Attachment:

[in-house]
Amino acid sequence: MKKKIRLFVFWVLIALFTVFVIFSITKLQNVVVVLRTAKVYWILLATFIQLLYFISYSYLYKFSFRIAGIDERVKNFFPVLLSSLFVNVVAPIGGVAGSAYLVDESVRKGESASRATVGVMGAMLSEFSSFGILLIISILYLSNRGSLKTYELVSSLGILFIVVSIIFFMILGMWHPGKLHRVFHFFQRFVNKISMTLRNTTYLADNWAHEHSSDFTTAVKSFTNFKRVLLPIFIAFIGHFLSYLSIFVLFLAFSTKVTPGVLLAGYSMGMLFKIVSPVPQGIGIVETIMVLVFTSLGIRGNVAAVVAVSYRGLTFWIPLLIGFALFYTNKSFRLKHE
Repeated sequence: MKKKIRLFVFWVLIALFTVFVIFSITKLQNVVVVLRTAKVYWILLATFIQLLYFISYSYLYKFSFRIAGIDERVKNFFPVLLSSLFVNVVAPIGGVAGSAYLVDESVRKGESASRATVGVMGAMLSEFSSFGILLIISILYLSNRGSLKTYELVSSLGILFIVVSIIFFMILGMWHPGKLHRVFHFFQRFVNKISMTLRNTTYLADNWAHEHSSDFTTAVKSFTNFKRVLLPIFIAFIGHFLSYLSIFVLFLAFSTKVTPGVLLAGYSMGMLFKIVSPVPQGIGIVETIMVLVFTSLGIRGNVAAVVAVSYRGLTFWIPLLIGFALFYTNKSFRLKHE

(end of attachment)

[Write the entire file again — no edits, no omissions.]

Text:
[in-house]
Amino acid sequence: MKKKIRLFVFWVLIALFTVFVIFSITKLQNVVVVLRTAKVYWILLATFIQLLYFISYSYLYKFSFRIAGIDERVKNFFPVLLSSLFVNVVAPIGGVAGSAYLVDESVRKGESASRATVGVMGAMLSEFSSFGILLIISILYLSNRGSLKTYELVSSLGILFIVVSIIFFMILGMWHPGKLHRVFHFFQRFVNKISMTLRNTTYLADNWAHEHSSDFTTAVKSFTNFKRVLLPIFIAFIGHFLSYLSIFVLFLAFSTKVTPGVLLAGYSMGMLFKIVSPVPQGIGIVETIMVLVFTSLGIRGNVAAVVAVSYRGLTFWIPLLIGFALFYTNKSFRLKHE
Repeated sequence: MKKKIRLFVFWVLIALFTVFVIFSITKLQNVVVVLRTAKVYWILLATFIQLLYFISYSYLYKFSFRIAGIDERVKNFFPVLLSSLFVNVVAPIGGVAGSAYLVDESVRKGESASRATVGVMGAMLSEFSSFGILLIISILYLSNRGSLKTYELVSSLGILFIVVSIIFFMILGMWHPGKLHRVFHFFQRFVNKISMTLRNTTYLADNWAHEHSSDFTTAVKSFTNFKRVLLPIFIAFIGHFLSYLSIFVLFLAFSTKVTPGVLLAGYSMGMLFKIVSPVPQGIGIVETIMVLVFTSLGIRGNVAAVVAVSYRGLTFWIPLLIGFALFYTNKSFRLKHE